As IRCC ramps up to bring in advanced analytics to all their Lines of Business (LOBs), it is important to take a closer look at what the foundational model, the China TRV Application Process, looks like. Indeed, we know that this TRV model will be the TRV model for the rest of the world sometime this year (if not already).
While this chart is from a few years back, reflecting as I have discussed in many recent presentations and podcasts, how behind we are in this area, my understanding that this three Tier system is still the model in place
Over the next few posts, I’ll try and break down the model in more detail.
This first post will serve as an overview to the process.
I have included a helpful chart, explaining how an application goes from intake to decision made and passport request.
While I will have blog posts, that go into more detail about what ‘Officer Rules’ and ‘Model Rules’ are, here is the basic gist of it. A reminder it only represents the process to approval NOT refusal, and such a similar chart was not provided.
Step 1) Officer’s Rules Extract Applications Out Based on Visa Office-Specific Rules
Each Visa Office has it’s own Officer’s Rules. If an application triggers one of those rules, it no longer gets processed via the Advanced Algorithm/AI model. Think about it as a first filter, likely for those complex files that need a closer look at by IRCC.
You will recall in our discussion of Chinook, the presence of “local word flags” and “risk indicators.” There is no evidence I have yet which links these two pieces together, but presumably the Officer Rules must also be triggered by certain words and flags.
Other than this, we are uncertain about what Officer’s Rules are and we should not expect to know. However, we do know that the SOPs (Standard Operating Procedures) at each Visa Office then apply, rather than the AA/AI model. What it suggests is that the SOPs (and access to these documents) may have the trigger for the word flags.
Step 2) Application of Model Rules
This is where the AA/AI kick in. Model Rules (which I will discuss in a future blog post) are created by IRCC data experts to replicate a high confidence ability to separate applications into Tiers. Tier 1 are the applications that to a high level of confidence, should lead the Applicant to obtain positive eligibility findings. Indeed, Tier 1 Applications are decided with no human in the loop but the computer system will approve them. If the Application is likely to fail the eligibility process, and lead to negative outcomes, it goes to Tier 3. Tier 3 requires Officer review, and – unsurprisingly – has the highest refusal rate as we have discussed in this previous piece.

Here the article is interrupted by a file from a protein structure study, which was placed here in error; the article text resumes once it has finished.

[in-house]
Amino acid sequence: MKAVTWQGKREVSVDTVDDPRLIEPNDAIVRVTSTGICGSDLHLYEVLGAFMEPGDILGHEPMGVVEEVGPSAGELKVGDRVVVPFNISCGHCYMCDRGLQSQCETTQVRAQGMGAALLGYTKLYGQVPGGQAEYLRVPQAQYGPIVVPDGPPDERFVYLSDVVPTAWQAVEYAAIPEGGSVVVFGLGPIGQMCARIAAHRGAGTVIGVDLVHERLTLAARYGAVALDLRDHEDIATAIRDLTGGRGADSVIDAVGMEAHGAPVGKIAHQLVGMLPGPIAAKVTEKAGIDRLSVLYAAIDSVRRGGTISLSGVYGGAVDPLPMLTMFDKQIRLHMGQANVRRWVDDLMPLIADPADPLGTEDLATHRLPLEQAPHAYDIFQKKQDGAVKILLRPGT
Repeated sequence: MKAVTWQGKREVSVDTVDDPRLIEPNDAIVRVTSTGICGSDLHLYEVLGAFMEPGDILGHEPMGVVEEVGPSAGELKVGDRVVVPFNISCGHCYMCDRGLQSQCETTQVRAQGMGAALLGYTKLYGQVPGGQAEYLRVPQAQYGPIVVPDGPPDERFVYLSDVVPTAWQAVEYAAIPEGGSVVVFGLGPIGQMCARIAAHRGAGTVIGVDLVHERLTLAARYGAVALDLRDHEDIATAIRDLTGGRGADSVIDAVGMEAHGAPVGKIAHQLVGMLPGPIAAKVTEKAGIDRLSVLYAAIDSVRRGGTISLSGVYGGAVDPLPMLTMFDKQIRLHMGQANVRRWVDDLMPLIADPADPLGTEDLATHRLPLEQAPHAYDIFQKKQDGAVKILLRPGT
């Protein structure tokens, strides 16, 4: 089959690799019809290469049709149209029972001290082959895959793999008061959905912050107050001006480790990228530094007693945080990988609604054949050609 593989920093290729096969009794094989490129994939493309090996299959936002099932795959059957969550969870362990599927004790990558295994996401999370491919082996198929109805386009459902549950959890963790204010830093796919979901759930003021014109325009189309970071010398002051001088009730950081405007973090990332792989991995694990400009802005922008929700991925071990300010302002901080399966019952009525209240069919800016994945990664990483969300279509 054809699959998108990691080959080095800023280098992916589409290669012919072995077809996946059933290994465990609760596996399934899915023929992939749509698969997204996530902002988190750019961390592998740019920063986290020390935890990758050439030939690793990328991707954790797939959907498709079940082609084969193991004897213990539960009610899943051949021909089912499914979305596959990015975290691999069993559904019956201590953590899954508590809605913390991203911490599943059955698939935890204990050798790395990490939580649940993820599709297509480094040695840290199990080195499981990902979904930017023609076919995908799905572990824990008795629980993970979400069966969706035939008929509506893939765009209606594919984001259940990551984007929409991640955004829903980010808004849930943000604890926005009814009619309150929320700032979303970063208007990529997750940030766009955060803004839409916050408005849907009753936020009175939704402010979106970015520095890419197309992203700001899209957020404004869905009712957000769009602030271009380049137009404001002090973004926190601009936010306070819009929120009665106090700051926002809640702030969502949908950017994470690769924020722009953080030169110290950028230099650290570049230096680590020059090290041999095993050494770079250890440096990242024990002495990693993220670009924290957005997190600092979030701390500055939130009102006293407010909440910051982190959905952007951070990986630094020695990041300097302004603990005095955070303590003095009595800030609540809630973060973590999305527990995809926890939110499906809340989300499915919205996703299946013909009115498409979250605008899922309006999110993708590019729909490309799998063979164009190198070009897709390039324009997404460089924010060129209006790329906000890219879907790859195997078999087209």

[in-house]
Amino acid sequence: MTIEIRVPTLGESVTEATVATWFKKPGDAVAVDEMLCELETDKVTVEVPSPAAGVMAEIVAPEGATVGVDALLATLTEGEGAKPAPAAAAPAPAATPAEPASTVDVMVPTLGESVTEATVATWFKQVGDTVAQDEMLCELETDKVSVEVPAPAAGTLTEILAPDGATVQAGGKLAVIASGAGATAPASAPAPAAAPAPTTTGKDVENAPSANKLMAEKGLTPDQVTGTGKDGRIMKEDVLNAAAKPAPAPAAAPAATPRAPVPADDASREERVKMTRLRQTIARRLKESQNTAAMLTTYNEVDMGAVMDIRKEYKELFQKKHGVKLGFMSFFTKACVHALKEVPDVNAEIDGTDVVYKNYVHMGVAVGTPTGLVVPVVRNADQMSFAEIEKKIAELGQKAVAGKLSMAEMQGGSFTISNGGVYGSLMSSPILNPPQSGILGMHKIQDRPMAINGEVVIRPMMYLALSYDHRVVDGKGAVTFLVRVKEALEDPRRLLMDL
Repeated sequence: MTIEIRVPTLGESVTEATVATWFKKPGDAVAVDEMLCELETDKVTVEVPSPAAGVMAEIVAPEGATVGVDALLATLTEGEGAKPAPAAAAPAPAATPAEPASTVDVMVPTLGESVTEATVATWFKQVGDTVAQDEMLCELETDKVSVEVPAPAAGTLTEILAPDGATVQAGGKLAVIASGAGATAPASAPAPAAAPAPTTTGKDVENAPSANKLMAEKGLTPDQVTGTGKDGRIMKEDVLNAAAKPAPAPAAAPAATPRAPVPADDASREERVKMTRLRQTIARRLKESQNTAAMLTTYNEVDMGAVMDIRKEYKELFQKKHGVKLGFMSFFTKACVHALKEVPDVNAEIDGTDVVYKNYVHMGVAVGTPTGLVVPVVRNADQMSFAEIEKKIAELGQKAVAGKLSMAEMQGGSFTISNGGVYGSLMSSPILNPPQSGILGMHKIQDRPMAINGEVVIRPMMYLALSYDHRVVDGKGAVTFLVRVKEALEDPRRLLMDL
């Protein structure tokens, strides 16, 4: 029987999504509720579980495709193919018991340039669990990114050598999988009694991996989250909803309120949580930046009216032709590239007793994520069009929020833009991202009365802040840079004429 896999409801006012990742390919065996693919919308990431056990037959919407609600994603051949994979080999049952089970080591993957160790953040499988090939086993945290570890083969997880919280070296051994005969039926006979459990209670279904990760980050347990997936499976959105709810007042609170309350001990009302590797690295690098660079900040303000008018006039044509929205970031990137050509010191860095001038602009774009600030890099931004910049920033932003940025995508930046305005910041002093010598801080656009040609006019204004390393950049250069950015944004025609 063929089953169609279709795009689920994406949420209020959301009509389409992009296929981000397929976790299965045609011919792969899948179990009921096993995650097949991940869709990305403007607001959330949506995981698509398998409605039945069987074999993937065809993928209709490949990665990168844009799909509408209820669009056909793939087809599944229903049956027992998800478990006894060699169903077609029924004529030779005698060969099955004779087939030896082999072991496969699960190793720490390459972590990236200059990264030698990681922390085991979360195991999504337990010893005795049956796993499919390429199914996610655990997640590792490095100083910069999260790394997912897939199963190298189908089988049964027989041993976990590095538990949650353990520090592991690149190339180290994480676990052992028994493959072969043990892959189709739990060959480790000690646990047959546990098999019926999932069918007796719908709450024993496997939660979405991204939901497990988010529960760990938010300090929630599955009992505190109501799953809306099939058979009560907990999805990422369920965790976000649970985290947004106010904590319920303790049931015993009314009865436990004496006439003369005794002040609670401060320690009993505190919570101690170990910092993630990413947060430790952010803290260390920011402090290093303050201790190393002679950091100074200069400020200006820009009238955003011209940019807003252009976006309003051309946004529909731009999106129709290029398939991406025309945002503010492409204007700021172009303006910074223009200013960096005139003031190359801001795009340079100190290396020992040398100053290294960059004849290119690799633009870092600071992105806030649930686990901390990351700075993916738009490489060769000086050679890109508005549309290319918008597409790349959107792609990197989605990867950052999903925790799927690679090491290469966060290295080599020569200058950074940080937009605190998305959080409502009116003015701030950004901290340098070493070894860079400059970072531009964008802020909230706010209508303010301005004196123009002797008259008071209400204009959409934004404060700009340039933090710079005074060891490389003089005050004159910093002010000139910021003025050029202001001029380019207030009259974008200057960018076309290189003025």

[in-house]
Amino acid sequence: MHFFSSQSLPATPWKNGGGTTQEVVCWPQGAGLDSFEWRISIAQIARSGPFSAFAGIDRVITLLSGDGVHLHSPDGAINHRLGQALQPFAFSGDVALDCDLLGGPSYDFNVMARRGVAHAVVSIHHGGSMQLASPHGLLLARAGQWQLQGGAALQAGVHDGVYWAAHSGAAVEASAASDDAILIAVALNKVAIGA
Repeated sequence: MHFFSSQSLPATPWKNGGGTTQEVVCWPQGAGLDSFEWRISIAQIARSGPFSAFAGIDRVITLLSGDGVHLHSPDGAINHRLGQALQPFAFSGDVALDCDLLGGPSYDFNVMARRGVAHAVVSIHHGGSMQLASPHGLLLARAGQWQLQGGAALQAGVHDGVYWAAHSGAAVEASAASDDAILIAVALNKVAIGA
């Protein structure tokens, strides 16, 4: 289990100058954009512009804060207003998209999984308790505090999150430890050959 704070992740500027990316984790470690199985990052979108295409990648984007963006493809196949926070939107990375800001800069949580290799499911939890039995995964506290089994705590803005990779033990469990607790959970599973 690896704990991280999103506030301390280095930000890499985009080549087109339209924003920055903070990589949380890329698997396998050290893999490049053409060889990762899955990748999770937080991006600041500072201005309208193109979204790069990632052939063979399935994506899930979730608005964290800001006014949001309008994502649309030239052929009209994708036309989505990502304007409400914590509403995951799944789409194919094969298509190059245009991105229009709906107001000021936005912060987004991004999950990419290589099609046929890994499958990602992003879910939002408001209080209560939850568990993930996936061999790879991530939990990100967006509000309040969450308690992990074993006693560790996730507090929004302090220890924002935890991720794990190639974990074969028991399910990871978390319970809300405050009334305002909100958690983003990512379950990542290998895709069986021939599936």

It is those files that are between positive and negative (the ‘maybe files’) and also the ones that do not fit in the Model Rules nor Officer Rules that become Tier 2. Officers also have to review these cases, but the approval rates are better than Tier 3.
3) Quality Assurance
The Quality Assurance portion of this model, has 10% of all files, filtered to Tier 2 to verify the accuracy of the model.
The models themselves become ‘production models’ when a high level of confidence is met, and they are finalize – such as the ones we have seen for China TRV, India TRV, we believe also China and India Study Permits, but also likely cases such as VESPA (yet this part has not been confirmed). Before it becomes a Production Model, it is in the Exploratory model zone.
How do we know there is a high QA? Well this is where we look at the scoring of the file.
I will break down (and frankly need more research) into this particular model later and it will be the subject of a later piece, but applications are scored to ensure the model is working effectively.
It is interesting that Chinook also has a QA function (and a whole QA Chinook module 6), so it appears there’s even more overlap between the two systems, probably akin to a front-end/back-end type relationship.
Tier 1 applications go straight to admissibility review, but those in 2 and 3 go to pre-assessment review by a Clerk.